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The Coldest Girl in Coldtown by Holly Black

23 Nov

The-Coldest-Girl-in-ColdtownTitle: The Coldest Girl in Coldtown
Author: Holly Black
Publisher: Little, Brown Books for Young Readers
Genre: Horror
Page count: 432

Tana woke lying in a bathtub.

Tana is a human girl living in a world just like our own, except for the fact that it is infested with vampires forced to live in ghettos called Coldtowns. One morning she wakes up disoriented in a bathtub, and when she emerges from her hangover coccoon she finds that everyone else in the party has had their throats ripped out and blood drained by vampires. Everyone, that is, except for her ex-boyfriend (Aidan), tied to a bed and infected (bitten but not drained), and a half-crazed vampire (Gavriel) chained on the floor next to him. In a moment of impetuous decisiveness (a character trait that continues throughout the book), Tana decides to rescue both before the culprits of the killing spree, nesting in the basement til nightfall, wake up and finish the job. The Coldest Girl in Coldtown is the story of Tana, Aidan, and Gavriel’s adrenaline-charged flight to the dangerous safe haven of the nearest Coldtown, a race against the clock as Aidan descends into vampirism and Tana waits to see if she, also, has been infected. And what a ride it is.

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The Diviners by Libba Bray

5 Nov

Remember way back when I said I was super duper beyond excited to read Libba Bray‘s The Diviners? Well, that happened, and it was awesome. So awesome that when I left my library copy at home when I left to fly to New York I bought my own copy from the airport bookstore. Yes. I dug it so much that I couldn’t stand not being able to read it for a week and spent actual dollars on it.

In a town house at a fashionable address on Manhattan’s Upper East Side, every lamp blazes.

It’s the roaring twenties, and free-wheeling modern gal Evie O’Neill has been sent from small town Ohio to New York City to live with her uncle while a scandal she was involved in cools down. You see, Evie has a gift which allows her to see into people’s pasts by touching something that belongs to them and, being the attention-hog that she is, sometimes she hits the sauce a little too hard and whips out her gift, exposing secrets better left buried. Unfortunately for Evie (and fortunately for the reader!) Evie doesn’t have much hope of hiding her gift when she’s living with her uncle, curator of the Museum of American Folklore, Superstition, and the Occult (i.e., the Museum of Creepy Crawlies) and the city is being haunted by Naughty John, a muy muy loco serial killing spirit made manifest by a poorly-timed Ouija game (yes! yes really! I love you, Libba Bray). Evie isn’t the only gifted teen being drawn into the supernatural maelstrom that is enveloping New York; as their stories begin to entwine, it becomes clear that Naughty John’s gruesome murders are just a small slice of a greater evil that is approaching and luring in the Diviners, one by one.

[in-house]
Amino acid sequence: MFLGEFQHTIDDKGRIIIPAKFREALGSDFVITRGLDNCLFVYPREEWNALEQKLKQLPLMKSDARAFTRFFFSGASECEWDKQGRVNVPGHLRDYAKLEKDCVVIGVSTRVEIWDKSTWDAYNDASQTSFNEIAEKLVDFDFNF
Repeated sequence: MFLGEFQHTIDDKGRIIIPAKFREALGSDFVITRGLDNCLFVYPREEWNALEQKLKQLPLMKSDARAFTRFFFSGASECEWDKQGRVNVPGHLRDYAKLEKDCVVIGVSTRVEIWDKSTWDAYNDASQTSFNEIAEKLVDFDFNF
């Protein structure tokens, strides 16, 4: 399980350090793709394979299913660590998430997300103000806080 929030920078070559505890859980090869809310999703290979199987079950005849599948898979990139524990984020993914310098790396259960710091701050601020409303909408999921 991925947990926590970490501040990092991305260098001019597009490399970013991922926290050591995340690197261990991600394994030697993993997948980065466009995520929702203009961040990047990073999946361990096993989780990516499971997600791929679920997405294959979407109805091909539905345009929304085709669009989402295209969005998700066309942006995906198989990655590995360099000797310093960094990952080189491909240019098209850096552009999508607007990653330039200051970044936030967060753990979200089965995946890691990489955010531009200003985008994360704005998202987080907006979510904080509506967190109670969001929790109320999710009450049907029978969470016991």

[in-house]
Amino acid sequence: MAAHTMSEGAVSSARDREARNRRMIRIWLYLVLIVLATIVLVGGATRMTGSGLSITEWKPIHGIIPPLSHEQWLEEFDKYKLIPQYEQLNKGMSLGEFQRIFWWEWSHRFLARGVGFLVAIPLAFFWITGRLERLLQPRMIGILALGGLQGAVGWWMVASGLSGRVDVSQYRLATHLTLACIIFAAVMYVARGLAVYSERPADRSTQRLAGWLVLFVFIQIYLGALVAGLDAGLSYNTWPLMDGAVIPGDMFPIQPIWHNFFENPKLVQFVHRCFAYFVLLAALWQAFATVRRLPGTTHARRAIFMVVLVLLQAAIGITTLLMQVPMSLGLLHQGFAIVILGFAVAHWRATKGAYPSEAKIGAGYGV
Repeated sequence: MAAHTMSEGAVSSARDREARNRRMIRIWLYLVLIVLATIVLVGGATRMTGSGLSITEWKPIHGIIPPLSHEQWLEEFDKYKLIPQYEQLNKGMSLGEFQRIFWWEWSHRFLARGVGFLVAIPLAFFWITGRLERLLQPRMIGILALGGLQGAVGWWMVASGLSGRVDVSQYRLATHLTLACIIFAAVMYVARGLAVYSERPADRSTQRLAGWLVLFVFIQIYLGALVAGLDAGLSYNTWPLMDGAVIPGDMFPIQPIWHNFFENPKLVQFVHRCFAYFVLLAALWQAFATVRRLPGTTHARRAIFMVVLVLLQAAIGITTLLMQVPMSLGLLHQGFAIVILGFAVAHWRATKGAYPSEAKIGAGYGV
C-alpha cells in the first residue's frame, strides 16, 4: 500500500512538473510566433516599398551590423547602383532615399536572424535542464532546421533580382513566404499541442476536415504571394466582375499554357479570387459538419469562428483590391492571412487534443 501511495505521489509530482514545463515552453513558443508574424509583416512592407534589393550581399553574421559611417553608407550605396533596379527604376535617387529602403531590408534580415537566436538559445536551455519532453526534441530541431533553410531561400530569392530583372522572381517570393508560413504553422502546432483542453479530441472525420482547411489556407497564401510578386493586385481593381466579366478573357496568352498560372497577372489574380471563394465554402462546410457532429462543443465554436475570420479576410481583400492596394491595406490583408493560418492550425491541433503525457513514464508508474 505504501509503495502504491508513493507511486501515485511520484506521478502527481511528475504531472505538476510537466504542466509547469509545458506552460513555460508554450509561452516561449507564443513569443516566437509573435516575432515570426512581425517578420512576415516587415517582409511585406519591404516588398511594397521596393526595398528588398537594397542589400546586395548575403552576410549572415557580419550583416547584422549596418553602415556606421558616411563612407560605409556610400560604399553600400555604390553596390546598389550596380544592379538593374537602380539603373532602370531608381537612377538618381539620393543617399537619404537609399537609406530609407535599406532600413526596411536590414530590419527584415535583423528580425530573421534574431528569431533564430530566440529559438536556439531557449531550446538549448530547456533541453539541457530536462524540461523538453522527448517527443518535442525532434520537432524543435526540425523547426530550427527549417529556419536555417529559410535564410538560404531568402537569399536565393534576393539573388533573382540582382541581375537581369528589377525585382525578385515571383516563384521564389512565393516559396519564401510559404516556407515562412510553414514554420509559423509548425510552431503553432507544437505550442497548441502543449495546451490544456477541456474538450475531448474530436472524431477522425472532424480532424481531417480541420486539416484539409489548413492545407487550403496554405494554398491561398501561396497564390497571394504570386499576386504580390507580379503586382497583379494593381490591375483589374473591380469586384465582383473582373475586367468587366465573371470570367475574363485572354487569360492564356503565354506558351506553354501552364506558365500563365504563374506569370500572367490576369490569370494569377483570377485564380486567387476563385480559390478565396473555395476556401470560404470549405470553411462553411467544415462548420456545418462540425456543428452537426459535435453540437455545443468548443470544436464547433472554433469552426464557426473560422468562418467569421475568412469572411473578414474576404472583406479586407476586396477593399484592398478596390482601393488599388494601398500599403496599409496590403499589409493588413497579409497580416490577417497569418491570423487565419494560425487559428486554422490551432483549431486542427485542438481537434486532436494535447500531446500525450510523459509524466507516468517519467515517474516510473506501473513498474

God, where to start. OK, how about this: I FREAKING LOVED THIS BOOK. It was one of those stellar bits of paper and glue that I couldn’t stop gushing about to everyone who had the misfortune of talking to me for more than two minutes. It has everything: mystery; plucky, dynamic characters; seriously SCARY parts (I actually had nightmares); and some VERY slow burning and STEAMY romance. And. AND. It’s Libba Bray, and she is one of my particular favorite writerly flavors.

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